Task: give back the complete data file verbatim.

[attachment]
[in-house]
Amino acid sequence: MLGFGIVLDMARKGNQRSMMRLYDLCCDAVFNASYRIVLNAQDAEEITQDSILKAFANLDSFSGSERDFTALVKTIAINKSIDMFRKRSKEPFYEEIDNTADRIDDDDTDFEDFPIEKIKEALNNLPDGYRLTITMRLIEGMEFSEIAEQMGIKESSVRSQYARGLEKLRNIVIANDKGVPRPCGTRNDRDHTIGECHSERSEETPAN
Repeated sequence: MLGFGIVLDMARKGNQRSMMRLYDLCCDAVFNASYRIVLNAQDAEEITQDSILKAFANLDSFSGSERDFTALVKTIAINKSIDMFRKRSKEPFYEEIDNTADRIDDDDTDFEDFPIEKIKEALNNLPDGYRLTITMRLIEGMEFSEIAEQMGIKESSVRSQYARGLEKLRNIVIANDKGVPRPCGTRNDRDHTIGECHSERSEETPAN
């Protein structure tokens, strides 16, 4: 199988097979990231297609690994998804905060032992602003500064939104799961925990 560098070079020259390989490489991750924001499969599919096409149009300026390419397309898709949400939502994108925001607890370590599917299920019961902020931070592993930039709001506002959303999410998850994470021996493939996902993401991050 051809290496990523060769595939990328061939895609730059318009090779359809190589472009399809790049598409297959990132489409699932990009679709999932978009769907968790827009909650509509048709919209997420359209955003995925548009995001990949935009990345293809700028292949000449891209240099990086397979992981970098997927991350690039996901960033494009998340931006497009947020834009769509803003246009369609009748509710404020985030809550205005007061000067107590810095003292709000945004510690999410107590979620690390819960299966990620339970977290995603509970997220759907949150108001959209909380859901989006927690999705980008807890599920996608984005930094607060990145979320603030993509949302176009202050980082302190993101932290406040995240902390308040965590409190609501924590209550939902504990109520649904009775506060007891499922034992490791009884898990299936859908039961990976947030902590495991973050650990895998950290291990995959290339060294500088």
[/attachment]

[in-house]
Amino acid sequence: MLGFGIVLDMARKGNQRSMMRLYDLCCDAVFNASYRIVLNAQDAEEITQDSILKAFANLDSFSGSERDFTALVKTIAINKSIDMFRKRSKEPFYEEIDNTADRIDDDDTDFEDFPIEKIKEALNNLPDGYRLTITMRLIEGMEFSEIAEQMGIKESSVRSQYARGLEKLRNIVIANDKGVPRPCGTRNDRDHTIGECHSERSEETPAN
Repeated sequence: MLGFGIVLDMARKGNQRSMMRLYDLCCDAVFNASYRIVLNAQDAEEITQDSILKAFANLDSFSGSERDFTALVKTIAINKSIDMFRKRSKEPFYEEIDNTADRIDDDDTDFEDFPIEKIKEALNNLPDGYRLTITMRLIEGMEFSEIAEQMGIKESSVRSQYARGLEKLRNIVIANDKGVPRPCGTRNDRDHTIGECHSERSEETPAN
């Protein structure tokens, strides 16, 4: 199988097979990231297609690994998804905060032992602003500064939104799961925990 560098070079020259390989490489991750924001499969599919096409149009300026390419397309898709949400939502994108925001607890370590599917299920019961902020931070592993930039709001506002959303999410998850994470021996493939996902993401991050 051809290496990523060769595939990328061939895609730059318009090779359809190589472009399809790049598409297959990132489409699932990009679709999932978009769907968790827009909650509509048709919209997420359209955003995925548009995001990949935009990345293809700028292949000449891209240099990086397979992981970098997927991350690039996901960033494009998340931006497009947020834009769509803003246009369609009748509710404020985030809550205005007061000067107590810095003292709000945004510690999410107590979620690390819960299966990620339970977290995603509970997220759907949150108001959209909380859901989006927690999705980008807890599920996608984005930094607060990145979320603030993509949302176009202050980082302190993101932290406040995240902390308040965590409190609501924590209550939902504990109520649904009775506060007891499922034992490791009884898990299936859908039961990976947030902590495991973050650990895998950290291990995959290339060294500088």